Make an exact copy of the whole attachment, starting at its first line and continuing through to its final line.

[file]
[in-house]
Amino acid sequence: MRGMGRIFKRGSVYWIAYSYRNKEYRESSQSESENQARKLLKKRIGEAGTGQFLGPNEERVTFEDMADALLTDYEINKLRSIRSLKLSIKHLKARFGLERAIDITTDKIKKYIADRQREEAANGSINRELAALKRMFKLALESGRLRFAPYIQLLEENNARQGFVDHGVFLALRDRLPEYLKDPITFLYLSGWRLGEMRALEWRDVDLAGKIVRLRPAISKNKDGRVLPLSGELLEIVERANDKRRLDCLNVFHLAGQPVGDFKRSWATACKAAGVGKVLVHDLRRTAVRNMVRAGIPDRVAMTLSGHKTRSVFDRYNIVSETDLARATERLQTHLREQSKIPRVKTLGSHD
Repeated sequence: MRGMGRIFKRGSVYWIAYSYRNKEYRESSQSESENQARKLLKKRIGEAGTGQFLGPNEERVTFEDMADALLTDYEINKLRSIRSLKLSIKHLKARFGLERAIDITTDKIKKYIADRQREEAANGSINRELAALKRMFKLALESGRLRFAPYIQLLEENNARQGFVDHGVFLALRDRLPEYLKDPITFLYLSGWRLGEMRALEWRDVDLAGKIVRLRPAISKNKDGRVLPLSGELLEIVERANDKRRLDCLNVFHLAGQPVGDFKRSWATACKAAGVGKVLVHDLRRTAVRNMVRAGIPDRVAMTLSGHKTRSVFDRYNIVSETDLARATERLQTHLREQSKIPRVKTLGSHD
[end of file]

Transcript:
[in-house]
Amino acid sequence: MRGMGRIFKRGSVYWIAYSYRNKEYRESSQSESENQARKLLKKRIGEAGTGQFLGPNEERVTFEDMADALLTDYEINKLRSIRSLKLSIKHLKARFGLERAIDITTDKIKKYIADRQREEAANGSINRELAALKRMFKLALESGRLRFAPYIQLLEENNARQGFVDHGVFLALRDRLPEYLKDPITFLYLSGWRLGEMRALEWRDVDLAGKIVRLRPAISKNKDGRVLPLSGELLEIVERANDKRRLDCLNVFHLAGQPVGDFKRSWATACKAAGVGKVLVHDLRRTAVRNMVRAGIPDRVAMTLSGHKTRSVFDRYNIVSETDLARATERLQTHLREQSKIPRVKTLGSHD
Repeated sequence: MRGMGRIFKRGSVYWIAYSYRNKEYRESSQSESENQARKLLKKRIGEAGTGQFLGPNEERVTFEDMADALLTDYEINKLRSIRSLKLSIKHLKARFGLERAIDITTDKIKKYIADRQREEAANGSINRELAALKRMFKLALESGRLRFAPYIQLLEENNARQGFVDHGVFLALRDRLPEYLKDPITFLYLSGWRLGEMRALEWRDVDLAGKIVRLRPAISKNKDGRVLPLSGELLEIVERANDKRRLDCLNVFHLAGQPVGDFKRSWATACKAAGVGKVLVHDLRRTAVRNMVRAGIPDRVAMTLSGHKTRSVFDRYNIVSETDLARATERLQTHLREQSKIPRVKTLGSHD